Two of Vashon’s representatives on Washington State Ferries’ Triangle Route Task Force resigned last week and a letter sent to the force and later provided to The Beachcomber reveals that one member’s habit of speaking up about problems facing the system outside of meetings was cause for his being asked to resign.
According to the letter sent last week, the work of the task force was “being undermined on social media and in local media coverage,” which was allegedly in violation of the force’s charter. While the charter makes no mention of speaking up on social media or to the press, Ferries officials say there were verbal agreements regarding the need to bring up concerns not only publicly, but in task force meetings. But being honest with those affected by the ferry system and its challenges should not be grounds for dismissal or forced resignation.
Greg Beardsley, head of Vashon’s ferry advisory committee, was asked to resign from his Triangle Route Task Force position because of the comments he was making on social media and to The Beachcomber about the triangle route, ferry system and his frustrations with the “quick win” solution that has been put in place. He did not hold back his opinions and say that everything would work itself out. He pressured Ferries to come up with a better plan, which is exactly what was, and is, needed on the force.
Most recently, Beardsley called on islanders to take photos of what they found problematic on boats — leaving partially empty, long lines — and send them with a letter to the ferry system. He said the complaints could serve as documentation if the ferry issues ever go to “the next level … the Legislature or the governor.”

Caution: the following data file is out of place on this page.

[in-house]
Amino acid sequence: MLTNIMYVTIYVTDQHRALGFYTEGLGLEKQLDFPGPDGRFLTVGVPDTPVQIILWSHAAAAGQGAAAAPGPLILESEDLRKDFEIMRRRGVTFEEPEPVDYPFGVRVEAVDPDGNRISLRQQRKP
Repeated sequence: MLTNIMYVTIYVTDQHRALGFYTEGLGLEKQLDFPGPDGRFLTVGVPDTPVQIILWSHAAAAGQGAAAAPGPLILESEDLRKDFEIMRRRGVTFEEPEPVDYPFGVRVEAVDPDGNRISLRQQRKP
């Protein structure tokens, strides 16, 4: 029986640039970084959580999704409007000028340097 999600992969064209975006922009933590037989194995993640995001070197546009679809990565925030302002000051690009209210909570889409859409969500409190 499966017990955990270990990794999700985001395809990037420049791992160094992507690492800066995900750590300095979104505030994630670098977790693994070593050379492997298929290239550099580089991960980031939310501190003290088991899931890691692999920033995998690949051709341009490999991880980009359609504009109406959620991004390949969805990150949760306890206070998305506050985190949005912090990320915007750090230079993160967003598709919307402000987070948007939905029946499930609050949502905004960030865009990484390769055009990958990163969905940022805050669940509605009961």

“If half the island is complaining, that is a pretty powerful voice,” he said in a June 27 Beachcomber article.
While Beardsley’s encouragement of sending in documentation of issues is far from what the ferry system wants to deal with while the temporary “quick win” solution is ongoing, it’s a necessary part of the process and gives frustrated islanders a voice that doesn’t always feel heard.
A second Vashon task force member, Hugh Turner, also resigned shortly after Beardsley. He said he was frustrated by the process and believed the whole task force, and effort to fix the system, is a publicity stunt by Ferries. He said on social media that Ferries “don’t have a complete picture of ‘where we are now’” and his patience had worn thin.
Both men have years of experience with engineering, transportation and logistics that could have been put to great use if Ferries were to put aside concerns about public image and get serious about informing the public, explaining limitations and listening to the experts they had volunteering their time.